Interest in alternative fuel vehicles is continuing to increase, and equipment manufacturers are moving forward with equipment that has the potential to provide cost savings and reduce the consumption of diesel fuel.
To help advance the use of alternative fuels, the U.S. Department of Transportation’s Federal Highway Administration has announced its second round of alternative fuel corridor designations.
Forty-four states now are designated as corridor-ready or corridor-pending for one or more alternative fuel types. As part of the FAST Act, which was signed into law in December 2015, Congress directed the DOT to establish fueling corridors to support alternative-fueling stations, including electric, hydrogen, propane and natural gas fueling infrastructure along major national highways.
Penske has significant operational and maintenance experience with alternative fuel vehicles and leases and maintains electric, electric hybrid, natural gas and biodiesel vehicles. Penske is also working closely with equipment manufacturers to stay current on available and emerging alternative fuel technologies.
Some of the most widely available alternative fuel vehicles are those powered by natural gas.
Penske has more than 25 years of experience with natural gas vehicles in vocational applications and has facilities equipped to provide full maintenance service on natural gas vehicles. Penske can work with customers to spec both compressed natural gas and liquefied natural gas.
Paul Rosa, senior vice president of procurement and fleet planning at Penske Truck Leasing, said interest in natural gas technology has decreased. “Years ago, it was more sought-after and there was more activity. When diesel dropped dramatically a few years ago, that flipped it upside down.”
Rosa said the number of inquiries Penske receives on electric trucks has grown, particularly as companies such as Tesla and Thor continue to make headlines. While there are electric vehicle options available for smaller classes, there isn’t a long-haul Class 8 electric tractor on the market today.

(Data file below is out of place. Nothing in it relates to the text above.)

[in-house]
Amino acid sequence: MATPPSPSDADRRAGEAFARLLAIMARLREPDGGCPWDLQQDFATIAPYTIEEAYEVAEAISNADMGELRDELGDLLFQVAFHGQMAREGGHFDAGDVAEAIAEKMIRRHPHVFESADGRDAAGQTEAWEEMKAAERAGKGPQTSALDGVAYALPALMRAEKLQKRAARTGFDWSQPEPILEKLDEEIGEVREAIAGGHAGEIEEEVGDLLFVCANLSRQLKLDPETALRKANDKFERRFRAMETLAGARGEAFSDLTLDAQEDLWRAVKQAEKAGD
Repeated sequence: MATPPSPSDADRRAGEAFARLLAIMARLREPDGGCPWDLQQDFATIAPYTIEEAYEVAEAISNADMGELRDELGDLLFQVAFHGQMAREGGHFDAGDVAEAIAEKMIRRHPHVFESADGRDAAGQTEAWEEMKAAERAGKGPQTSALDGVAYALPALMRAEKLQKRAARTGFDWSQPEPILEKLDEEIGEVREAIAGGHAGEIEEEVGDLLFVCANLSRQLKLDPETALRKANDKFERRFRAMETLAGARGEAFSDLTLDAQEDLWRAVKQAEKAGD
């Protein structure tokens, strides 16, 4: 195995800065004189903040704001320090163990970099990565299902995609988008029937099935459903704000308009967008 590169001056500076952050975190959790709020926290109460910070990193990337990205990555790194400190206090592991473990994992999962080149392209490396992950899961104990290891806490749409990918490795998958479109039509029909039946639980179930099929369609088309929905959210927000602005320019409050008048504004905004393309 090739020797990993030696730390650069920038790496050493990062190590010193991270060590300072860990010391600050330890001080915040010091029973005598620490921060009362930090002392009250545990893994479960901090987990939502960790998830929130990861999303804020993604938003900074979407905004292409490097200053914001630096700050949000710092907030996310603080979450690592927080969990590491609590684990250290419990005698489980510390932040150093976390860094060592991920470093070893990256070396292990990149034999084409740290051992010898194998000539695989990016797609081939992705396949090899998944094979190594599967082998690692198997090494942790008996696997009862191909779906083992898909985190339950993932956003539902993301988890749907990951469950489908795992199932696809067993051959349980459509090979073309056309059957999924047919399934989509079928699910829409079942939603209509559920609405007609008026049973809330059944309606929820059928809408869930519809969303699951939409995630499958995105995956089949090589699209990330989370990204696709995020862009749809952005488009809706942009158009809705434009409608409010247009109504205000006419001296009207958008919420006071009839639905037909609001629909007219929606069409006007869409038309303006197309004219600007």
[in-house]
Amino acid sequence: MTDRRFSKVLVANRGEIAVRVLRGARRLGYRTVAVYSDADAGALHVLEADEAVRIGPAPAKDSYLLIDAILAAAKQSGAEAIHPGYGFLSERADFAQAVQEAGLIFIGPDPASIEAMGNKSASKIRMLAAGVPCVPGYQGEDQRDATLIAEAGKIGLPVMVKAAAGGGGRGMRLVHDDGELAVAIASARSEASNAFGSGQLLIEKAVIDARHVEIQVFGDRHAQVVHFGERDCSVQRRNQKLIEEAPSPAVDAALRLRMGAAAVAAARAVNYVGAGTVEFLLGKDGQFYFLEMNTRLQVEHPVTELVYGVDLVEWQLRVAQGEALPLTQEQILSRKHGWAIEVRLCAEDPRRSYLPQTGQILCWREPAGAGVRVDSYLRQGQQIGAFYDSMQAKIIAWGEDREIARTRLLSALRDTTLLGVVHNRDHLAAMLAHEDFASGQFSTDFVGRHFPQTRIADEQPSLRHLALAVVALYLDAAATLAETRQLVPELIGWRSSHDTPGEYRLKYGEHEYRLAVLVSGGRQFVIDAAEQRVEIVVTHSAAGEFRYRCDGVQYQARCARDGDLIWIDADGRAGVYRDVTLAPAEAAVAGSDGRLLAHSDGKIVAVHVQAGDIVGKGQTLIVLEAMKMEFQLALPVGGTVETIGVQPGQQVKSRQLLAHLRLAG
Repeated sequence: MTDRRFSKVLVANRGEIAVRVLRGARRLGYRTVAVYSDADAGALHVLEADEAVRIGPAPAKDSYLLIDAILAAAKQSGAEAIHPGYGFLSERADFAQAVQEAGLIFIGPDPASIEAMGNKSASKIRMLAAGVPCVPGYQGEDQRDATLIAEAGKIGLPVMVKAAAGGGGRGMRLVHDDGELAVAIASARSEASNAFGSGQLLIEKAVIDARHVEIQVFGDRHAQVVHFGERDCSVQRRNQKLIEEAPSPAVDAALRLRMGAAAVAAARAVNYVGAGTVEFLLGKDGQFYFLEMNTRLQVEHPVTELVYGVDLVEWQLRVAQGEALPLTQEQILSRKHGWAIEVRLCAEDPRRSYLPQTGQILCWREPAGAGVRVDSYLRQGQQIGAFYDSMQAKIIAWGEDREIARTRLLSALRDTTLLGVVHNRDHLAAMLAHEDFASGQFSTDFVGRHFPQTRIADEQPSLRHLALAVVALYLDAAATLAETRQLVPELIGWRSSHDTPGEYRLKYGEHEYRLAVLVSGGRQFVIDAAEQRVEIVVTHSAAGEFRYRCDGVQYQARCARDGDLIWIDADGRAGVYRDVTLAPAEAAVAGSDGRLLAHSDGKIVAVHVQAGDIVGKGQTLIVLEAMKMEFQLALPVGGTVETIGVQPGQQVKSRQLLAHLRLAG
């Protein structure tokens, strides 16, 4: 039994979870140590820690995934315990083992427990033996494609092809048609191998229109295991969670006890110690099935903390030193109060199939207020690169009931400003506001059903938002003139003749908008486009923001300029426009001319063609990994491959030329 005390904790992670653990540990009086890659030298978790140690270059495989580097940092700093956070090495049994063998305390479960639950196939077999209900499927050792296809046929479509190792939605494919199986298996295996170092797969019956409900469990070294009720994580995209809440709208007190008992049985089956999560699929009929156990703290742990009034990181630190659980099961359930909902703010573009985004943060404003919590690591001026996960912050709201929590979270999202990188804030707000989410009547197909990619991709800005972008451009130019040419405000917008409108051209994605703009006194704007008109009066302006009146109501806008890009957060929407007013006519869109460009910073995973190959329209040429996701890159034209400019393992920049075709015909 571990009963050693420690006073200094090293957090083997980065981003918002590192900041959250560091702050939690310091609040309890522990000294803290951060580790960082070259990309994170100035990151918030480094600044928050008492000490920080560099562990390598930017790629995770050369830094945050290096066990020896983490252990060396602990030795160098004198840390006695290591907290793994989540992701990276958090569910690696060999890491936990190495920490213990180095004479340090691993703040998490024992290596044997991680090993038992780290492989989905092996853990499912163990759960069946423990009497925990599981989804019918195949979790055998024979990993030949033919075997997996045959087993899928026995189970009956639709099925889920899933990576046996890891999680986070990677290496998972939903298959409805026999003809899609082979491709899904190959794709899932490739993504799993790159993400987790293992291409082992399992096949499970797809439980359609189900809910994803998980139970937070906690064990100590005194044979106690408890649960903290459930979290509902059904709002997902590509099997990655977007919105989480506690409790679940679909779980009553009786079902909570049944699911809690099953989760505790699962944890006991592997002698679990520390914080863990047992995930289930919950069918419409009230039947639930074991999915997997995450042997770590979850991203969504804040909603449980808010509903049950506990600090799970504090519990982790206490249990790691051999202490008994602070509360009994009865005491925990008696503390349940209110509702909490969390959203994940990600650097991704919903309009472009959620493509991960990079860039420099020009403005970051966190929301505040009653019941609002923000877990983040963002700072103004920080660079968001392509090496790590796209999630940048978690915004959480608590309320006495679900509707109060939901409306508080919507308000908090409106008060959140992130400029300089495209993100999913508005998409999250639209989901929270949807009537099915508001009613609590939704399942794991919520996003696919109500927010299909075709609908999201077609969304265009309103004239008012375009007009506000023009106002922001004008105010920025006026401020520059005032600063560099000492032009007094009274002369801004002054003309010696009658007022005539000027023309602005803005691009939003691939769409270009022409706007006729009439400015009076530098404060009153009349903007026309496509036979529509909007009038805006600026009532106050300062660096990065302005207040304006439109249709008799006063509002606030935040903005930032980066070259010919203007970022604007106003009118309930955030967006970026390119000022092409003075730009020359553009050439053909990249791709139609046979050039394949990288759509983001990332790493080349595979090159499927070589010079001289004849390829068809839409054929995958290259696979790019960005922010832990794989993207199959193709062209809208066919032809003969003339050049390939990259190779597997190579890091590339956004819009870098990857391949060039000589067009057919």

“It will still be many years in the future when we’re going to see a long-haul Class 8 electric tractor,” Rosa said, adding that Penske is working with manufacturers to stay up-to-date on the technology. “We’re talking with everyone that is potentially going to be in this space. We want to learn and we have to understand the options. We want to be prepared.”
Rosa said there are numerous questions that need to be answered in the electric vehicle world. For example, while a prototype unit may perform well in certain environments, it may be different in real-world conditions, such as cold weather or extreme heat. “These are the questions that people don’t have answers to yet,” Rosa said. “There are all of these different scenarios that have to be figured out.”
Penske has a team that can work with its customers to find alternative vehicles that fit their needs. “We work with customers to see if the technology makes sense for their duty cycle and where they travel,” Rosa said.
Penske is recognized by the U.S. Department of Energy’s Office of Energy Efficiency and Renewable Energy. The office is administering a grant to bring more vehicles fueled by alternative energies to Penske’s customers, as part of its Alternative Fuel Vehicle (AFV) Demonstration and Enhanced Driver Experience Project. With this project, Penske expects to introduce more AFVs and technology to our customers at previously unheard-of rates.